Talks and tensions continued on currency issues in Washington Friday, as economic officials from around the world tried to resolve disputes that could hurt the economic recovery.
U.S. Treasury Secretary Timothy Geithner said efforts to resolve currency and trade issues are going too slowly.
He implied, in complex economic and diplomatic language, that China should seek more economic growth from domestic demand, and less from exports.
China is one of several nations that has taken steps to weaken its currency, something that has annoyed trading partners. China denies doing anything unfair and says abruptly raising the value of its money could hurt economies around the world.
The disputes prompted International Monetary Fund Director Dominique Strauss-Kahn to urge member nations to work harder for solutions. "We are gathered here at the pivotal moment, facing a very uncertain future. Yes, the recovery is here and when we look at the figures we see that at the global level , growth is coming back. But we all know that it is fragile and uneven and fragile because uneven," said Strauss-Khan.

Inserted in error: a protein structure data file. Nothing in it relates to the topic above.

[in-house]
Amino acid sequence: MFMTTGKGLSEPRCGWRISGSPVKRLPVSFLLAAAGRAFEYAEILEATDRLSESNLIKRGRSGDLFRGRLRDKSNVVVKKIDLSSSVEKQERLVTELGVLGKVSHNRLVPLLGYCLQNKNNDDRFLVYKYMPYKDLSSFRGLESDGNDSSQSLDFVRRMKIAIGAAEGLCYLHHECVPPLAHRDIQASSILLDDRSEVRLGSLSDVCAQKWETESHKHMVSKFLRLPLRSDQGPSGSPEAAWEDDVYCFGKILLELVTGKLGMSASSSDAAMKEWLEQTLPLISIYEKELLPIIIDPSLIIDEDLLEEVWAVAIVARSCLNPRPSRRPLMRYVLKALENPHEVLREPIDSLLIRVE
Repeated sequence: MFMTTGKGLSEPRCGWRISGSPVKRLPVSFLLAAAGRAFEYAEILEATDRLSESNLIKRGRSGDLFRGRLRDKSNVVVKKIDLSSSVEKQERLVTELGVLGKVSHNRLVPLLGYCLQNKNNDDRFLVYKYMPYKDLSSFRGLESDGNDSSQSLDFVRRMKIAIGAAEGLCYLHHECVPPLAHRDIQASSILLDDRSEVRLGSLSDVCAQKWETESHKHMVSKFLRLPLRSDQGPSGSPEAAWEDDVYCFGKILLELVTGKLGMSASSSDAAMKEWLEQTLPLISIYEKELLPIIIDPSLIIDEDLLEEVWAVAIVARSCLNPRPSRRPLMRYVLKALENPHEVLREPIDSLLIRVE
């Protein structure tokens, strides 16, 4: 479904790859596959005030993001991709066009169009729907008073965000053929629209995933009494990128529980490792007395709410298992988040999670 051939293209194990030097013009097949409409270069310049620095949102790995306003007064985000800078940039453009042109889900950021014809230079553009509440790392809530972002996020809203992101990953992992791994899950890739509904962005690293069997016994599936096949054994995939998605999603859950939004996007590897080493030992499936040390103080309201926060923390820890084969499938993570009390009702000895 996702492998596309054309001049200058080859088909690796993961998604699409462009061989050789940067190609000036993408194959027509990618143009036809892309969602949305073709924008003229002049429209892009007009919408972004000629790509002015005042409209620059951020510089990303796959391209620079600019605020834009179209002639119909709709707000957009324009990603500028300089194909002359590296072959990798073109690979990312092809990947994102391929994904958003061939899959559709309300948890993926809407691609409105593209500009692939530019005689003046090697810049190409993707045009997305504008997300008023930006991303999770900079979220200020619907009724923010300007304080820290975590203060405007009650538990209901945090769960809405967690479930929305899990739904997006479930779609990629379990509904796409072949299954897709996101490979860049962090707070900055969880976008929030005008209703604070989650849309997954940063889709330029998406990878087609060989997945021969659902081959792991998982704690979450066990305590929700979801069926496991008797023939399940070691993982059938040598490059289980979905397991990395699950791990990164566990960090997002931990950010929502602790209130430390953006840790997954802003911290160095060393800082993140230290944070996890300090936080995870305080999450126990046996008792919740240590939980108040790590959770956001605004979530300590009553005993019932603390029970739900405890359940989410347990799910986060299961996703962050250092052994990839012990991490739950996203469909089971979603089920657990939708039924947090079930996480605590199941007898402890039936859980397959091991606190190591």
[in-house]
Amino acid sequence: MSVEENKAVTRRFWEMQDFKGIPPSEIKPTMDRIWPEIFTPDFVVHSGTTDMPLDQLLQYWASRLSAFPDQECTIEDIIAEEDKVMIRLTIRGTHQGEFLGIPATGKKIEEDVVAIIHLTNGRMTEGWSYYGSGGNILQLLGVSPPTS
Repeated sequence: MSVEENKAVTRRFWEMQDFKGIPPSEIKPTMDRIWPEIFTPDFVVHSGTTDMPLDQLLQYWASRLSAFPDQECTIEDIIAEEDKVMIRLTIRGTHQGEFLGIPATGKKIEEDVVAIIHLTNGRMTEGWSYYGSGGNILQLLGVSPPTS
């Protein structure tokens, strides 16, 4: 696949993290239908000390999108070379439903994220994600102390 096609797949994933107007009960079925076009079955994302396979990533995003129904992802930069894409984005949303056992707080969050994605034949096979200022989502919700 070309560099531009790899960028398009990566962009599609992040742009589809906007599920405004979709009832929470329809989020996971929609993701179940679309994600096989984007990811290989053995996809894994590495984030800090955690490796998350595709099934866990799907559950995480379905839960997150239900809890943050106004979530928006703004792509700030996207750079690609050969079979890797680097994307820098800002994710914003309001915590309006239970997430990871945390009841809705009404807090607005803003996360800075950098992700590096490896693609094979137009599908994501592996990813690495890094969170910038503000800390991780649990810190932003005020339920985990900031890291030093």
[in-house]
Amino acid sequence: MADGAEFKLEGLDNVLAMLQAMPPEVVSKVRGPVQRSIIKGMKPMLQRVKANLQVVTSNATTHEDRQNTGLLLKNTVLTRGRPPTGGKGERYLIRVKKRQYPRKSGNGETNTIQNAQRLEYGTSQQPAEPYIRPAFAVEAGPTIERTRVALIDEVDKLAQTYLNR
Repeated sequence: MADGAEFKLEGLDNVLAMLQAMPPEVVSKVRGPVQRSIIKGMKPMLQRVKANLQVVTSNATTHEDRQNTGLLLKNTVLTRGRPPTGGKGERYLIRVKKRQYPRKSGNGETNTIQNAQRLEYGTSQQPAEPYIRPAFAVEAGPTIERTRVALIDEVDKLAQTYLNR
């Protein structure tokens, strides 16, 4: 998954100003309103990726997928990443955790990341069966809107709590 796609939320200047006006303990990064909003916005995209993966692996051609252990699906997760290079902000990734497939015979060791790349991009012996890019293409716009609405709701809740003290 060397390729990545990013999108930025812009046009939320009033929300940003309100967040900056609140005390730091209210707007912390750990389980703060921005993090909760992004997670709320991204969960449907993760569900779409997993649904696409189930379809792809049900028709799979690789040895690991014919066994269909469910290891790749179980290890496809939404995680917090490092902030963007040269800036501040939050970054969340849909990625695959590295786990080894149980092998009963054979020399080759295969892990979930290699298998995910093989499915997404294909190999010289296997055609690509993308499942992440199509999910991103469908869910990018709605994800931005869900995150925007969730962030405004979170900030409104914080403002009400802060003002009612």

Currency disputes frustrated Brazilian Finance Minister Guide Mantega when actions by trading partners hurt his nation's exports by pushing up the value of his currency. He previously said currency disputes had become a "war," but he now thinks it is possible to eventually work out agreements. "I am optimistic because I think we can solve the problem through collective action," he said.
A cheaper currency gives a nation's goods a price advantage on international markets. But it also makes it harder for a nation to import goods made elsewhere. If too many countries cut the value of their currencies, it could stall international trade and hurt economic growth.
These discussions are taking place at meetings of the World Bank and International Monetary Fund.